Thomson et al. (1982) found that although underfed animals took longer to reach slaughter weight, their total intake of gross energy and overall energy conversion ratio (considering restricted feeding and refeeding phases) were similar to those under non-restricted feeding conditions. However, the overall feed conversion ratio in our study was greater (less efficient) in LWG lambs.

The increase of feed intake during the compensatory growth seems to be driven by meeting protein requirements. Sheep have the capacity to select their diets to maximize growth (Kyriazakis and Oldham, 1993), but probably protein intake during the refeeding phase was not enough to promote compensatory growth. Addah et al. (2017) reported that refeeding of protein was more effective at inducing compensatory growth compared to energy intake.

However, even if the magnitude of compensation is proportional to the intensity of the previous growth restriction, the response varies largely (Hornick et al., 2000). In this study, LW differences between LWG and HWG were 6.7 kg at the beginning and 5.3 kg at the end of the refeeding phase, which indicates a partial compensation (Jobling, 2010).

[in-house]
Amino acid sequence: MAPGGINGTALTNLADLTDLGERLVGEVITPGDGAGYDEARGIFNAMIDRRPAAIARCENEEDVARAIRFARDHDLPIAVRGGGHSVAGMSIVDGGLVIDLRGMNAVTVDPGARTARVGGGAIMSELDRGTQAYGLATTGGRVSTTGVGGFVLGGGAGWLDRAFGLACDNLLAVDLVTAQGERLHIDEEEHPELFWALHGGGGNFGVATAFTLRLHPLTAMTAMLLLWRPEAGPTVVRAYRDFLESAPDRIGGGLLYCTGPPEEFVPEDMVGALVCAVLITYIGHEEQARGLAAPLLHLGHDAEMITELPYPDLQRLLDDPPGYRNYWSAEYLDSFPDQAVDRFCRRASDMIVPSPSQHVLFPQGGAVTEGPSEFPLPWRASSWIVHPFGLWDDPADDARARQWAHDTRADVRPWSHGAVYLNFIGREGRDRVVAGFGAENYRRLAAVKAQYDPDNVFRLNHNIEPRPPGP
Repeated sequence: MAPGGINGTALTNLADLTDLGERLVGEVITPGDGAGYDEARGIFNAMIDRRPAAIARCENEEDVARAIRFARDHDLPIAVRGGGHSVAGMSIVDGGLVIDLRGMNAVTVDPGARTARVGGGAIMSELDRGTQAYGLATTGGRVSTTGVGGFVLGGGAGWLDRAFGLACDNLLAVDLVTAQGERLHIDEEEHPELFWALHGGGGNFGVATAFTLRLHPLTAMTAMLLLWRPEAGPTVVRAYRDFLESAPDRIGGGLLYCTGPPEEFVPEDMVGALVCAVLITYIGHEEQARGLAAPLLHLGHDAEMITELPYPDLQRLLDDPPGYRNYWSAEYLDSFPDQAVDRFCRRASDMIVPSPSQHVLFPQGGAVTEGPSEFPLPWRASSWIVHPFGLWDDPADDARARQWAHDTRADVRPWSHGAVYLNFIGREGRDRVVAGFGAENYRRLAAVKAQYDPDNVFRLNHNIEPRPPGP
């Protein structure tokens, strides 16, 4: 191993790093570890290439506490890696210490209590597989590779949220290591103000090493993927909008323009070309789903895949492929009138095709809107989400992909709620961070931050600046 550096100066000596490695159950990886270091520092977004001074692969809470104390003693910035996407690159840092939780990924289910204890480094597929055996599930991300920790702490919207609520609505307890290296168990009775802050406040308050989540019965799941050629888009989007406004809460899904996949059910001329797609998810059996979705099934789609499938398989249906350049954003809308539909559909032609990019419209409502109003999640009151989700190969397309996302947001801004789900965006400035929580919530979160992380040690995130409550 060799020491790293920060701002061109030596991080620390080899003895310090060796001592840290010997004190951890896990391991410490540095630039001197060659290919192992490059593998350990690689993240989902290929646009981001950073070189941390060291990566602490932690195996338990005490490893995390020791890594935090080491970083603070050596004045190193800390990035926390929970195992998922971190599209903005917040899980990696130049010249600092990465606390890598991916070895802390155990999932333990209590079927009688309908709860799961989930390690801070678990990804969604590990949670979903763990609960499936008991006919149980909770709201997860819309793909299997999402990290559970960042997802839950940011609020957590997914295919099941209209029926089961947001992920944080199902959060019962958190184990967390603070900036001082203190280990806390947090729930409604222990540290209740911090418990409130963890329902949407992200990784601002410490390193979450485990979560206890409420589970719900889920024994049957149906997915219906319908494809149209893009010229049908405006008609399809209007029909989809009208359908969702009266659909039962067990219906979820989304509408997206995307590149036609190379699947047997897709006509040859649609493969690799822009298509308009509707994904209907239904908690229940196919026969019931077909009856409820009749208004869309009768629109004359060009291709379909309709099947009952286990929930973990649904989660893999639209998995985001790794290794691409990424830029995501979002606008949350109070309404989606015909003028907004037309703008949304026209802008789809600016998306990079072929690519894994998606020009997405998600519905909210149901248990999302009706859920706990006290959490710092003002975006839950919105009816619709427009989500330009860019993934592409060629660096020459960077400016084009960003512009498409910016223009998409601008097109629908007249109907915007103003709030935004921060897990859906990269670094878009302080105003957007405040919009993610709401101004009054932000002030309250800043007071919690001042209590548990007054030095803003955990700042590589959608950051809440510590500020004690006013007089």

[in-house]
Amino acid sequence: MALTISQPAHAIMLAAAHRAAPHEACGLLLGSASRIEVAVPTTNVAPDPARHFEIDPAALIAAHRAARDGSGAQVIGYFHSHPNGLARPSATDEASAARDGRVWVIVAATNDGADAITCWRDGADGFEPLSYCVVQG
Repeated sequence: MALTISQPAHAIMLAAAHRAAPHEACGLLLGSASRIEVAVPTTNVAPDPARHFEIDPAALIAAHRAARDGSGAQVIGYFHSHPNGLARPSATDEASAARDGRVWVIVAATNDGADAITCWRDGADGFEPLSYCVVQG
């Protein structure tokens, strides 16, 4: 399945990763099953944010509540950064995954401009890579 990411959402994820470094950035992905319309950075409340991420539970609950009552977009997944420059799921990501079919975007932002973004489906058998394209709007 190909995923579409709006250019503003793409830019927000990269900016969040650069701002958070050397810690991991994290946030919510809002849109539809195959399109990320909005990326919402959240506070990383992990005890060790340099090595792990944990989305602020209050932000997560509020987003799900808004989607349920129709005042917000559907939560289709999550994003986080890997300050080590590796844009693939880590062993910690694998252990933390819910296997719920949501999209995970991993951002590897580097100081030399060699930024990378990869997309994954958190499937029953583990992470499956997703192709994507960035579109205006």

Even though haylage is a cheap feed alternative in semi-extensive lamb production systems, it does not enable a full compensatory growth of LWG and MWG lambs. It seems that a minimum ADG of 90 g a-1 d-1 in the summer is necessary to achieve (in the fall) the minimum weight (34 kg) required to qualify for the Uruguayan heavy lamb program, particularly when refeeding conditions may limit compensatory growth.


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Received: June 18, 2019; Accepted: July 10, 2019

*Corresponding author: Santiago Luzardo. E-mail: